When selecting a URL for the website of my new company—the Sustainability Dashboard Tool—I was lucky enough to get my first choice, green2sustainable.com. I chose that URL because of what it says about the ways environmental issues and Green Cleaning are now evolving. The Green Cleaning movement is expanding its focus beyond human health and the environment to include sustainability as well.
Several studies and reports over the past few years have all come to the same conclusion: the use of environmentally preferable cleaning products—chemicals, tools, vacuum cleaners, floor machines, and carpet extractors—not only helps protect human health and the environment but it can also help improve worker productivity and even student test scores. Indeed, Green Cleaning can even be good for business, and this is especially true in the hotel industry.
For instance, the head housekeeper of a high-end Vancouver hotel recently said the use of environmentally preferable cleaning products draws guests who now expect such green services. Further, she says, it attracts many corporate groups, who require their executives to stay in rooms that are cleaned using only green chemicals.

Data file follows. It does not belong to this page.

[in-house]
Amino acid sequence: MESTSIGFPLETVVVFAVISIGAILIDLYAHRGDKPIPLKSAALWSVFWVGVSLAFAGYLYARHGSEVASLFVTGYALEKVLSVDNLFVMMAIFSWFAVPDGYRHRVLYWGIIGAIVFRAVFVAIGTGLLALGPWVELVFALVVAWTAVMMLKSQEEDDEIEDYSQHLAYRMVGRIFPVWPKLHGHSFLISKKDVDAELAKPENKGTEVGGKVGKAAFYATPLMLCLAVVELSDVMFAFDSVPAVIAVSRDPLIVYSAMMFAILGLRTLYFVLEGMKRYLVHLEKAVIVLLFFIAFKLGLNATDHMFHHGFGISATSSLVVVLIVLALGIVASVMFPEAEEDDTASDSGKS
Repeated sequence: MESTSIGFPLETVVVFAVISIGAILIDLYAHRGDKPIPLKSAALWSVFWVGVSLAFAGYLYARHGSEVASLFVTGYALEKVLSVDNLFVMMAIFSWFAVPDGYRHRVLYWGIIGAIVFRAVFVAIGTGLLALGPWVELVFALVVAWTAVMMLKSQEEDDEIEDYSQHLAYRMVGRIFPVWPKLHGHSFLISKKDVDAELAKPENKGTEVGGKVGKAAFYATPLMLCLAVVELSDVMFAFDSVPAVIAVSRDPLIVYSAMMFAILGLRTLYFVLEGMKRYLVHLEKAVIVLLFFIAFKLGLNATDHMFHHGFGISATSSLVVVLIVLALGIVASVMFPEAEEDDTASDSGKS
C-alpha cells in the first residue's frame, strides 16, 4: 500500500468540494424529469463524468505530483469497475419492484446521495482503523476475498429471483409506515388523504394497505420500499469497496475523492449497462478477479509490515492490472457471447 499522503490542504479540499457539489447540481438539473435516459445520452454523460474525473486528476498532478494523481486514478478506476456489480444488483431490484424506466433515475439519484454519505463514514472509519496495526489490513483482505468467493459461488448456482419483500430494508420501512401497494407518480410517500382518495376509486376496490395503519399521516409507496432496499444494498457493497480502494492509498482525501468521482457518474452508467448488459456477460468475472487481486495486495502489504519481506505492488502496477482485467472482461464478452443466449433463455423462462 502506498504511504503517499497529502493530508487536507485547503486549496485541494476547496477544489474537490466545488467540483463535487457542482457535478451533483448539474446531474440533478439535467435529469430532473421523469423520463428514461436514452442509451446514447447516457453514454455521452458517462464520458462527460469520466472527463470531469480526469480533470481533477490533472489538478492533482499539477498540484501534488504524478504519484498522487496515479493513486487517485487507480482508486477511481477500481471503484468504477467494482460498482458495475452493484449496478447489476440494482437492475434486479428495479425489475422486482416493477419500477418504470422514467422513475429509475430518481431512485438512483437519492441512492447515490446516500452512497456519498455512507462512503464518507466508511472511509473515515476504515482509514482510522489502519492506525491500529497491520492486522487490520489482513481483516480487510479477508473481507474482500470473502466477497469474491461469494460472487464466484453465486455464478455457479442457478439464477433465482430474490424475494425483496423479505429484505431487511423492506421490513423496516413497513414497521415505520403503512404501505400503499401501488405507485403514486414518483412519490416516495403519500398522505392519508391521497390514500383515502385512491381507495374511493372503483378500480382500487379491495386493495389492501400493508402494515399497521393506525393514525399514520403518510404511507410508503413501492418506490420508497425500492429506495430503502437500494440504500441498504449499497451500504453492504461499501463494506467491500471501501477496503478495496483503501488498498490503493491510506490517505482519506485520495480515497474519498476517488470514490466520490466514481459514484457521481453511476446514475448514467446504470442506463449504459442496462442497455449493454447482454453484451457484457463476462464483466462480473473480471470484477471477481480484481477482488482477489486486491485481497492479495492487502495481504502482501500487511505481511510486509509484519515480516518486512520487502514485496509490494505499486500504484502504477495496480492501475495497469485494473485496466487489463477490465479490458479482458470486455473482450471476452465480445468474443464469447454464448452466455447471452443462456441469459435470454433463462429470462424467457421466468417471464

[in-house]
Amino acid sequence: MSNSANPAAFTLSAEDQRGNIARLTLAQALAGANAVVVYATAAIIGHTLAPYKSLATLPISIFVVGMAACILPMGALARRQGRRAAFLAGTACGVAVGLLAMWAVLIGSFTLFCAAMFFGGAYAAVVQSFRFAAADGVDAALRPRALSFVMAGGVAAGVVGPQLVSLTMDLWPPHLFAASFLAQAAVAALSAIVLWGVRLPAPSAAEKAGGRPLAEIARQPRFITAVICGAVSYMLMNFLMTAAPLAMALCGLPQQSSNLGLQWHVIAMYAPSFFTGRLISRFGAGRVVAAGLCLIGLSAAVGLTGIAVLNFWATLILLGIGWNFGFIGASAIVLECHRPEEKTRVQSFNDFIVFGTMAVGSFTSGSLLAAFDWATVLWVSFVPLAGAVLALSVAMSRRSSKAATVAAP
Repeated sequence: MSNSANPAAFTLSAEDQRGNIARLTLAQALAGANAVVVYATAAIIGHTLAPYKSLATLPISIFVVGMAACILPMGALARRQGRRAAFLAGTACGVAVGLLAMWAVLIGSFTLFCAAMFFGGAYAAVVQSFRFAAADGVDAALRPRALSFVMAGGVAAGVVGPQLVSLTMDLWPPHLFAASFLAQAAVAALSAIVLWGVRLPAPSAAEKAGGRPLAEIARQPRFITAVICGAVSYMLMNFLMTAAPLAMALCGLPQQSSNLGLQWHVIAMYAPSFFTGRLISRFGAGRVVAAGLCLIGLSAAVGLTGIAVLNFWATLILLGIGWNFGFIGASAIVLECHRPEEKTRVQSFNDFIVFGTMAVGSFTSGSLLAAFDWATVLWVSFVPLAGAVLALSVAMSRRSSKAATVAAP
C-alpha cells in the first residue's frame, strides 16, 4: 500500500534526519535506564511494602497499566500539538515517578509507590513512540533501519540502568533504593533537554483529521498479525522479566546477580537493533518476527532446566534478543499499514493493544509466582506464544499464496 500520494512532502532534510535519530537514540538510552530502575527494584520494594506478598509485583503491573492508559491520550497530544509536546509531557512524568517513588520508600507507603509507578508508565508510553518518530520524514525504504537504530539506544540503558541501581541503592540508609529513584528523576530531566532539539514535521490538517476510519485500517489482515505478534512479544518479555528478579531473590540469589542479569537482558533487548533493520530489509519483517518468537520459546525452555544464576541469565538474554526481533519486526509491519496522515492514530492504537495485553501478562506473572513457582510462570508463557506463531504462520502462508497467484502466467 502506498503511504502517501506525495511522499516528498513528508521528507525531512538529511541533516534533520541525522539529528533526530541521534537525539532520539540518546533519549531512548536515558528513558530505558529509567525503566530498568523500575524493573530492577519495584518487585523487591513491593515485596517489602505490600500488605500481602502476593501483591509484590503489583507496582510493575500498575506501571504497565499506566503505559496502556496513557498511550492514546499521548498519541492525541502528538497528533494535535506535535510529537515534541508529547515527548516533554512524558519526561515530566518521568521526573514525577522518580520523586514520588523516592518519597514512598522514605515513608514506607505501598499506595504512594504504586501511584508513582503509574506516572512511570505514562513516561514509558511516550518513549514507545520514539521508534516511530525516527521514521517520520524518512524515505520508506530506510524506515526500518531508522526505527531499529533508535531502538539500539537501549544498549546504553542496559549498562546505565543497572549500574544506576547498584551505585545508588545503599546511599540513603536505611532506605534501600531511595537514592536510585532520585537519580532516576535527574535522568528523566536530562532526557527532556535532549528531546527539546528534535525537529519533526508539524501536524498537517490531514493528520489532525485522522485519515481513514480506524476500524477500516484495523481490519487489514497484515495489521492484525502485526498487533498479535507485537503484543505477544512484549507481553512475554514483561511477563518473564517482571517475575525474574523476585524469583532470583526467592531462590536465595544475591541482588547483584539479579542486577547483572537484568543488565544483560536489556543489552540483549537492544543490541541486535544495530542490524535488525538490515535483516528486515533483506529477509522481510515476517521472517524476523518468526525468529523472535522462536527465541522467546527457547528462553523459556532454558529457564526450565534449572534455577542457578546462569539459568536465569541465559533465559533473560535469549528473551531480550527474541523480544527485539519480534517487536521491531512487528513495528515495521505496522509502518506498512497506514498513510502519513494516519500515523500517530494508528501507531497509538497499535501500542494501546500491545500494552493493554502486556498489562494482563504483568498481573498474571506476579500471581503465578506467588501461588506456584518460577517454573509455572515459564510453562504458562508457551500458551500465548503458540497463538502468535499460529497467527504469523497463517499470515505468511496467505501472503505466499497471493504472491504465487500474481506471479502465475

One of the other benefits of most green-certified cleaning chemicals is that they are made from renewable natural resources. Conventional cleaning products, on the other hand, often contain a variety of nonrenewable ingredients, including some that are petroleum based. However, all cleaning chemicals, regardless of whether they are green or conventional, must be packaged and transported, which often requires the use of nonrenewable resources. Disposing of cleaning products can also add to the amount of waste ending up in landfills. Given the staggering amounts of cleaning products manufactured each year—more than six billion pounds annually in the United States alone—cleaning in general must become increasingly focused on its “cradle-to-grave” impact on the environment. Things to think about when purchasing these chemicals include:
• Are the ingredients used to make the product renewable?
• Is it packaged using recycled and recyclable materials?
• Are the chemicals stored in large containers (five-gallon drums, for instance), so they last longer and require less packaging, reducing the amount of greenhouse gases created and the fuel consumed by transporting them?